Z-pinch diagnostics, plasma and liner instabilities and new x-ray techniques

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Pulse power experiments of the last several decades have contributed greatly to the understanding of high temperature and high density plasmas and, more recently, to the study of hydrodynamic effects in thick imploding cylinders. Common to all these experiments is the application of a large current pulse to a cylindrically symmetric load, with the resulting Lorenz force compressing the load to produce hydrodynamic motion and/or high temperature, high density plasma. In Los Alamos, Pulsed power experiments are carried out at two facilities. Experiments at low current (from several million to ten million Amperes) are conducted on the Pegasus II capacitor ... continued below

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9 p.

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Oona, H.; Anderson, B. & Benage, J. September 1, 1996.

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Pulse power experiments of the last several decades have contributed greatly to the understanding of high temperature and high density plasmas and, more recently, to the study of hydrodynamic effects in thick imploding cylinders. Common to all these experiments is the application of a large current pulse to a cylindrically symmetric load, with the resulting Lorenz force compressing the load to produce hydrodynamic motion and/or high temperature, high density plasma. In Los Alamos, Pulsed power experiments are carried out at two facilities. Experiments at low current (from several million to ten million Amperes) are conducted on the Pegasus II capacitor bank. Experiments with higher currents (10`s to 100`s MA range) are performed in Ancho Canyon with the explosively driven Procyon and MAGO magnetic flux compression generator systems. In this paper, the authors present a survey of diagnostic capabilities and results from several sets of experiments. First, they discuss the initiation and growth of instabilities in plasmas generated from the implosion of hollow z-pinches in the pegasus and Procyon experiments. Next they discuss spectroscopic data from the plasmas produced by the MAGO system. They also show time resolved imaging data from thick ({approximately} .4 mm) liner implosions. Finally, the authors discuss improvements to x-ray and visible light imaging and spectrographic diagnostic techniques. The emphasis of this paper is not so much a detailed discussion of the experiments, but a presentation of imaging and spectroscopic results and the implications of these observations to the experiments.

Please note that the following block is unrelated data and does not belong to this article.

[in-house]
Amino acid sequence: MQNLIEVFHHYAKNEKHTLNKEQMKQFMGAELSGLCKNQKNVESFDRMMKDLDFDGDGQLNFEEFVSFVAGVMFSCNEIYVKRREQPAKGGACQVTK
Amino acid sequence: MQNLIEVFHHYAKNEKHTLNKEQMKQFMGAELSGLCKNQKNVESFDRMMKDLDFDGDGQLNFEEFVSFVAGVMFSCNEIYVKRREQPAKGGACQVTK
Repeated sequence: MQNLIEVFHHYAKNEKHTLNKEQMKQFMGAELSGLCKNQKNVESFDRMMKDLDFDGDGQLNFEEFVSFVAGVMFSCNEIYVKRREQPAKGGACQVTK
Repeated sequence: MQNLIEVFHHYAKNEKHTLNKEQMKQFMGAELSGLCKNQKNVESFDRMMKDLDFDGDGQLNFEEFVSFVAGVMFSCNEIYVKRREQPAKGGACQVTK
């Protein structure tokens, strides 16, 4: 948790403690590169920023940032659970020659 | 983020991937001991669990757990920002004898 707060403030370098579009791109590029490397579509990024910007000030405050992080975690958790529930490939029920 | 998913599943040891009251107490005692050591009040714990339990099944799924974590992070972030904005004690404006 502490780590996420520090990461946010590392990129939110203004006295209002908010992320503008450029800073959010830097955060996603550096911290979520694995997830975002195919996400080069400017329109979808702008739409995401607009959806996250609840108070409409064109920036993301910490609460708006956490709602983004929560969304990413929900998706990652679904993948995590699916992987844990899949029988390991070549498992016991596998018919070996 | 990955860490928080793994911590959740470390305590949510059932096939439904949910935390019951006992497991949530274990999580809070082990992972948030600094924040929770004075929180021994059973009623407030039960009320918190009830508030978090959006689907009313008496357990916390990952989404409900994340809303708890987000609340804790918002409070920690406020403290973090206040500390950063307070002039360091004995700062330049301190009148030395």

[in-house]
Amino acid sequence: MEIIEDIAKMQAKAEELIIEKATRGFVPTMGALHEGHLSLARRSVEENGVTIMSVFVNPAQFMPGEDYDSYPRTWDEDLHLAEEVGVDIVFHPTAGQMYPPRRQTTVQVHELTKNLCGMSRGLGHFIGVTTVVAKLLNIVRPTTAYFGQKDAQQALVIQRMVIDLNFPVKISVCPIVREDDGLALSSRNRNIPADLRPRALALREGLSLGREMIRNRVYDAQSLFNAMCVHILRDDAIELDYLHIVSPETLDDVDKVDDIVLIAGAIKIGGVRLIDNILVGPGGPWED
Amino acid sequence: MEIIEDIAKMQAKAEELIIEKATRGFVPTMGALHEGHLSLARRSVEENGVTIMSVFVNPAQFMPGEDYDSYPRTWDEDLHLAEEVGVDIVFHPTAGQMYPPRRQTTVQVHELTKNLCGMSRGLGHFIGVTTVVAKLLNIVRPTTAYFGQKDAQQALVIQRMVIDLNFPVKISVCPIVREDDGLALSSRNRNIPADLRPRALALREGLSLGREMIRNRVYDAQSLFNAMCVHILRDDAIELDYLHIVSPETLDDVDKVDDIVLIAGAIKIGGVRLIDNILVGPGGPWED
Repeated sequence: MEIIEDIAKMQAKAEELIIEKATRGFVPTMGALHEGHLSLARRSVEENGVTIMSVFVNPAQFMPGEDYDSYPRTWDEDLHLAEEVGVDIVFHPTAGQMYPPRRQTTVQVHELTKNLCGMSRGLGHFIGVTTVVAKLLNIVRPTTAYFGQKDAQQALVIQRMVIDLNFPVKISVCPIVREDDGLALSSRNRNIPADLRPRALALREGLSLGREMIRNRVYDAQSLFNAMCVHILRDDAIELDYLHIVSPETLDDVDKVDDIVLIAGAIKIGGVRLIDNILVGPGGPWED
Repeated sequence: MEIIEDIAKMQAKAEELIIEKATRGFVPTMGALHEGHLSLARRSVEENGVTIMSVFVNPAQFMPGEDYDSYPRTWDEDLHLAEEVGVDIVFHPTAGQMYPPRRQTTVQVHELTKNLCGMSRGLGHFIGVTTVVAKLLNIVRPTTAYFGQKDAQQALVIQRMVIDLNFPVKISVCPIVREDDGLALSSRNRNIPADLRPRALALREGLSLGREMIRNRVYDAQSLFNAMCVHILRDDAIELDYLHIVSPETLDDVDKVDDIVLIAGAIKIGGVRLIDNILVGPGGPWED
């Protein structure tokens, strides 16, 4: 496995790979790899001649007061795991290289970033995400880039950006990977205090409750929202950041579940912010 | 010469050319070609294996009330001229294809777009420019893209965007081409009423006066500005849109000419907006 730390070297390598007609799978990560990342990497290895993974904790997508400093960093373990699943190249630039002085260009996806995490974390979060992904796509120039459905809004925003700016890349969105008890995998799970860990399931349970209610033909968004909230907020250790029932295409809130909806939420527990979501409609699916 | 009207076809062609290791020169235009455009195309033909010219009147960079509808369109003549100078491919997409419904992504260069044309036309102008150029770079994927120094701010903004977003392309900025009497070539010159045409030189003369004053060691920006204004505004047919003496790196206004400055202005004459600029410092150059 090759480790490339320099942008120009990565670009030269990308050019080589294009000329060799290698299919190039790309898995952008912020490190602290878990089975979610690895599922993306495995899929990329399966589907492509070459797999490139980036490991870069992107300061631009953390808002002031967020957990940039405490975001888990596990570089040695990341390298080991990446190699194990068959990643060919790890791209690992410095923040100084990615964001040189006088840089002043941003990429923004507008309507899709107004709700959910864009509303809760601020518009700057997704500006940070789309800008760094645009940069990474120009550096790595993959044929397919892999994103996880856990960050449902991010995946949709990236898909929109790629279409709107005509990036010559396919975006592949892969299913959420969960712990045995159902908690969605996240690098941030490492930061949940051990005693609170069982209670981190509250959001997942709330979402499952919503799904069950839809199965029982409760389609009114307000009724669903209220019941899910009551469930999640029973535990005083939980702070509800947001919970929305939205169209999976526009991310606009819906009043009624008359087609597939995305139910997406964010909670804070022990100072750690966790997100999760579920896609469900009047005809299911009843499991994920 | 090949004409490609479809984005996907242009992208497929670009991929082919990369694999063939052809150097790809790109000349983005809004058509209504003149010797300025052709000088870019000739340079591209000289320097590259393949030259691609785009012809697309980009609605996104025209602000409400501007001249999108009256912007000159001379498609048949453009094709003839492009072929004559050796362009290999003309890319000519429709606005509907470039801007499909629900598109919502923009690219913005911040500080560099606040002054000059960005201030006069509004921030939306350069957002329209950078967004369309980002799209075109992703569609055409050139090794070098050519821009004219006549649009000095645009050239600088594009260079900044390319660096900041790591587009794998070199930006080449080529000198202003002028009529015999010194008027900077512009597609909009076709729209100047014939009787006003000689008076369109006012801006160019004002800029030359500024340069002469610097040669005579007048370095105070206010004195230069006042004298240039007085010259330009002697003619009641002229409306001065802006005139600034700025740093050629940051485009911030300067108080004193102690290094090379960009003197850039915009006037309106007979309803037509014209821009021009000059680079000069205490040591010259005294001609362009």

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9 p.

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INIS; OSTI as DE96014645

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  • Megagauss magnetic field generation and related topics, Sarov (Russian Federation), 5-10 Aug 1996

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  • Other: DE96014645
  • Report No.: LA-UR--96-2665
  • Report No.: CONF-9608132--4
  • Grant Number: W-7405-ENG-36
  • Office of Scientific & Technical Information Report Number: 373909
  • Archival Resource Key: ark:/67531/metadc679651

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  • September 1, 1996

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  • July 25, 2015, 2:20 a.m.

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  • Feb. 29, 2016, 8:20 p.m.

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Oona, H.; Anderson, B. & Benage, J. Z-pinch diagnostics, plasma and liner instabilities and new x-ray techniques, article, September 1, 1996; New Mexico. (digital.library.unt.edu/ark:/67531/metadc679651/: accessed August 17, 2018), University of North Texas Libraries, Digital Library, digital.library.unt.edu; crediting UNT Libraries Government Documents Department.